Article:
How ContentCal can help businesses with multiple branches
Businesses that have multiple branches or locations are both a blessing and curse when it comes to staying on top of their social media.
On one hand, there’s an incredible distribution opportunity, taking advantage of features such as cross-posting to raise brand awareness.
While most brands just have their main corporate channels, most multi-location businesses do have a set of social accounts and a following at a location level. Good examples of this are car dealerships and hotel brands. This local following represents an opportunity to engage more deeply with a local community, too.
On the other hand, there is the lack of consistency and control over keeping the accounts of a similar tone. Local social channels are often also managed at a local level, with varying degrees of success. As a result, the quality and quantity of social media output becomes increasingly hard to manage.
This is the crux of the dilemma for brands.
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Naturally brands want to centralise control of their message for brand and reputational management reasons, but there is always a risk involved when you get more people involved.
Typically, the central marketing teams are the ones that are tasked with setting the brand narrative and ensuring that communications are always in line with the brand strategy. However, this naturally gets harder to manage when you're considering getting others involved with your content strategy.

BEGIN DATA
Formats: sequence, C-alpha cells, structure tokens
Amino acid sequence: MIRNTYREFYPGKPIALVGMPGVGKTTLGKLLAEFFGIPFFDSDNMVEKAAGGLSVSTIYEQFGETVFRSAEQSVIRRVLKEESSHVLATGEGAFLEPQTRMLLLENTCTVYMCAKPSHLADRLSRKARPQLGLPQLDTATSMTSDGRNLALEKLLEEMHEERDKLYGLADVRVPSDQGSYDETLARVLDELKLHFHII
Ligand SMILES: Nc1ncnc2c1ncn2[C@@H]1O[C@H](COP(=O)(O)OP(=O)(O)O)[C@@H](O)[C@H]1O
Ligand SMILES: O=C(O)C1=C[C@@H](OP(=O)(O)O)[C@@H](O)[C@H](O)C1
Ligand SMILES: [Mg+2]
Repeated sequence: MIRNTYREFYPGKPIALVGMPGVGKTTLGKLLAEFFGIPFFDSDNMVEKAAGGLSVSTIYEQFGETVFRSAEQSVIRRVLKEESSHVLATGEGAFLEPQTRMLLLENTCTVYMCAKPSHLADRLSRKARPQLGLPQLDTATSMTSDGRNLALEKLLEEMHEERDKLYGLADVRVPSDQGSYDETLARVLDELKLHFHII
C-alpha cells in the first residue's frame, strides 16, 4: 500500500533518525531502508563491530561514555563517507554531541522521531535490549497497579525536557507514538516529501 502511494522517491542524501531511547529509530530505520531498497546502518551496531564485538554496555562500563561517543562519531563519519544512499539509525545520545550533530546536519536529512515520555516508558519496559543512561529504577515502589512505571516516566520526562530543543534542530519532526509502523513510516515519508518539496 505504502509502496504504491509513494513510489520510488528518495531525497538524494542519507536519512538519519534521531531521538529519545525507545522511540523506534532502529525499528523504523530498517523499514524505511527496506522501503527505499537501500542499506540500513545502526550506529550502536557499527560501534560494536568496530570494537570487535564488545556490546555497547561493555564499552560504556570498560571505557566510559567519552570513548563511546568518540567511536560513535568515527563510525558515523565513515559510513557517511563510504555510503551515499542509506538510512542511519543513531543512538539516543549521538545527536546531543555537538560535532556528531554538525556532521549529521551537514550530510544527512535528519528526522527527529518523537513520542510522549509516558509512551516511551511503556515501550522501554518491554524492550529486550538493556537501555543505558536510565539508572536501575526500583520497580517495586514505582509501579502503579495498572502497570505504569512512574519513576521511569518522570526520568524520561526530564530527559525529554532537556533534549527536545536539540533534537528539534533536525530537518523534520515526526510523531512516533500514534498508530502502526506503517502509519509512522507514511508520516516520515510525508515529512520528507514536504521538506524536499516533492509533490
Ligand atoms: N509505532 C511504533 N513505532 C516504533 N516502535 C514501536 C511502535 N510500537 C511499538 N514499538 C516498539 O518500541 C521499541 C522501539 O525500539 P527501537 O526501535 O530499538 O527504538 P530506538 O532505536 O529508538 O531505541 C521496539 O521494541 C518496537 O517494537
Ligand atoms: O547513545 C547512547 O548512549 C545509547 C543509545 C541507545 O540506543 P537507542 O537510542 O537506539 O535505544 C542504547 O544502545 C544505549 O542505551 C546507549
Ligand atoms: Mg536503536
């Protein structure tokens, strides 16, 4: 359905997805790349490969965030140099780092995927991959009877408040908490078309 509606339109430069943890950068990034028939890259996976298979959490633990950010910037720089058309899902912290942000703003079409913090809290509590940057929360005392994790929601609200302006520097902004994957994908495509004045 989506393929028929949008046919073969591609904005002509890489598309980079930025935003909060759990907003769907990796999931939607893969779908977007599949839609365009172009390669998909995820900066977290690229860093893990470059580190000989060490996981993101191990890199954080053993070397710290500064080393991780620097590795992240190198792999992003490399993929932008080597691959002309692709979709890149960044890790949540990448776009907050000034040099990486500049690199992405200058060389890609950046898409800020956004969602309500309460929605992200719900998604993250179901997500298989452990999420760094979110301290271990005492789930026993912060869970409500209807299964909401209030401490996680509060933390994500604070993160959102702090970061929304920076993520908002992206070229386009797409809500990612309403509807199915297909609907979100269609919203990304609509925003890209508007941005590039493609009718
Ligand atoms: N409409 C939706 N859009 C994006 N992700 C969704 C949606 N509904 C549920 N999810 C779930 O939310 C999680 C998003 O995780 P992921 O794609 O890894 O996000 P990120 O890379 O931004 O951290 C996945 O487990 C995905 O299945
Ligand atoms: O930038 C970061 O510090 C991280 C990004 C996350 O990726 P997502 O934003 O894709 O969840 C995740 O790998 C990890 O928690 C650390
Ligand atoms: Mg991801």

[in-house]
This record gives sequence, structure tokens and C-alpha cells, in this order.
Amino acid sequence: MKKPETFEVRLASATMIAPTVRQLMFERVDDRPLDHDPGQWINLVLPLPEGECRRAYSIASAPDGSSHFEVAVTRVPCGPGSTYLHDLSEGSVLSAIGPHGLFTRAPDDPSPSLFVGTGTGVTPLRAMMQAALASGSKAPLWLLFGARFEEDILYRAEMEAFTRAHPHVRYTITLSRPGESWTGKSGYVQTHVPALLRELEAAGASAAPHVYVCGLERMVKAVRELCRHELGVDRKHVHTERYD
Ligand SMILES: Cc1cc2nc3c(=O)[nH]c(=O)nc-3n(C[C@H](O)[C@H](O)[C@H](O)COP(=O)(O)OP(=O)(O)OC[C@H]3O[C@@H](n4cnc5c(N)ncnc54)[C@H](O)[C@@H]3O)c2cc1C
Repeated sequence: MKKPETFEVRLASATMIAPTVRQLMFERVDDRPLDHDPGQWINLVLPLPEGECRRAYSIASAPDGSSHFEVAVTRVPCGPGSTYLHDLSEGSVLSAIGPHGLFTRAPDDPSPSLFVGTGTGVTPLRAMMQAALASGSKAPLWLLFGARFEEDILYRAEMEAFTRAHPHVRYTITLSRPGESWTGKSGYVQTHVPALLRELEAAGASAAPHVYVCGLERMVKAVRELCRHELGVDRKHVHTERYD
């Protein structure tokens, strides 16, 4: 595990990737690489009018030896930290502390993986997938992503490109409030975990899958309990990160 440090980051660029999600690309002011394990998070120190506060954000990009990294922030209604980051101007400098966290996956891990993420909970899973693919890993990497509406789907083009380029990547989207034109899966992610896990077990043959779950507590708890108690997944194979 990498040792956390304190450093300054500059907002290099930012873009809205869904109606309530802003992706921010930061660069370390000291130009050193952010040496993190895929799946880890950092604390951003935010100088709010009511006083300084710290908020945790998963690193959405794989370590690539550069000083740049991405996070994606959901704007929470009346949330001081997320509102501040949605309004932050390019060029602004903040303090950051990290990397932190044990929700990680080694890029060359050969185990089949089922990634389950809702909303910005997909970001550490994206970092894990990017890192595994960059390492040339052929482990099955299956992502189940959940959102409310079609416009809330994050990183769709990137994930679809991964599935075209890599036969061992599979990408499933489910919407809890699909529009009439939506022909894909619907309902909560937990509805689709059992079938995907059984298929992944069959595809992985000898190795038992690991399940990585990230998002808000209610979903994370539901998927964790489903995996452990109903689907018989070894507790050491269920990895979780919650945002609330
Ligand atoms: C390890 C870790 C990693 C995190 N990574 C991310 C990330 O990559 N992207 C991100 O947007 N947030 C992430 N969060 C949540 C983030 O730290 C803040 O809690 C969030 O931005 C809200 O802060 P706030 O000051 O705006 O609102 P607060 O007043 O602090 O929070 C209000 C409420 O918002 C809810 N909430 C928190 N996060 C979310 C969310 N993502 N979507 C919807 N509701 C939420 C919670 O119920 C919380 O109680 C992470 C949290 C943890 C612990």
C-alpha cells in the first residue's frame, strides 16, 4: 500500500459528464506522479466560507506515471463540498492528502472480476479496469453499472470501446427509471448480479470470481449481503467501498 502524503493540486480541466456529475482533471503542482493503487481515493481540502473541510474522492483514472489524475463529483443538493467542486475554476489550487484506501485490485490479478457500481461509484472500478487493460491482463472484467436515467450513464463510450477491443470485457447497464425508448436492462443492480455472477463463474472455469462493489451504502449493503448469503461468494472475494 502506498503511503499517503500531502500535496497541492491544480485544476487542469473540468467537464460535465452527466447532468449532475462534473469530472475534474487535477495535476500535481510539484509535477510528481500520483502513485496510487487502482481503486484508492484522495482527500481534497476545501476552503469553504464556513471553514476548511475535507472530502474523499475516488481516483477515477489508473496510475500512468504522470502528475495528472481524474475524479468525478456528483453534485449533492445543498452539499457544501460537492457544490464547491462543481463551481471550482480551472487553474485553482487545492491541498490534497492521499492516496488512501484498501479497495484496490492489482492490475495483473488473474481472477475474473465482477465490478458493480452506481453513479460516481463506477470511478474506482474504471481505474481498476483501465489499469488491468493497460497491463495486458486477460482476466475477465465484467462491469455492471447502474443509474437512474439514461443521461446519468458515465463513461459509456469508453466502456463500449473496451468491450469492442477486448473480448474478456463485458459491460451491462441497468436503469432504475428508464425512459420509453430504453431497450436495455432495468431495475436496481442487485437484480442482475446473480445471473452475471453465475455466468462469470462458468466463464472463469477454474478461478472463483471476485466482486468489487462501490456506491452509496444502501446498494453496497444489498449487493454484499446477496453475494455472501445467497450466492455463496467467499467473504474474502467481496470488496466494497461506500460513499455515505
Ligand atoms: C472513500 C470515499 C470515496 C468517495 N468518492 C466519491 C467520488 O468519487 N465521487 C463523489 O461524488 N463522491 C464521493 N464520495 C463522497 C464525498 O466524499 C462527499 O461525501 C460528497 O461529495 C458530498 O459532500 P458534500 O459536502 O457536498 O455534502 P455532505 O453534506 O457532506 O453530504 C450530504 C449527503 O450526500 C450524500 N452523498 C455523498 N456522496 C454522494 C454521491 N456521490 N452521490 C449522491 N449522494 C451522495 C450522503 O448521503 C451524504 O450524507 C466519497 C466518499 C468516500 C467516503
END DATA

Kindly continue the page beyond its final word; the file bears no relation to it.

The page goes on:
In the hotel and car dealership examples, the people that might be running the local social channels are likely not trained social media professionals. Often they are tasked with social media management alongside other day to day responsibilities. In light of this, it’s easy to understand why locally produced content won’t be created with the same degree of understanding, consistency and craft of the central marketing team.
However, let's not forget the number one opportunity within social media is the wide distribution of a narrative or message. If we’re centralising all communications through one central channel it’s going to limit the reach, relevance, and ultimately the impact of the content - which is a strong case for setting up multiple accounts as above.
With that in mind, how do you balance a situation whereby you want to centralise control of your content marketing activity but you also want to leverage the opportunity of engagement with a local community?
This is where ContentCal comes in.
There are three main ways of approaching this:
Firstly, we need to ensure that we have a clear structure and communication strategy across all of our different branches.
Control is facilitated through visibility. We need to centralise content production into one common system so that the process can be simplified and transparent.
In ContentCal, you are able to create multiple ‘calendars’. See these calendars as ‘portals’ for each of your locations. This means that a central team has visibility of everything that is happening across all locations, yet still provide the opportunity for content creation to happen at a local level too.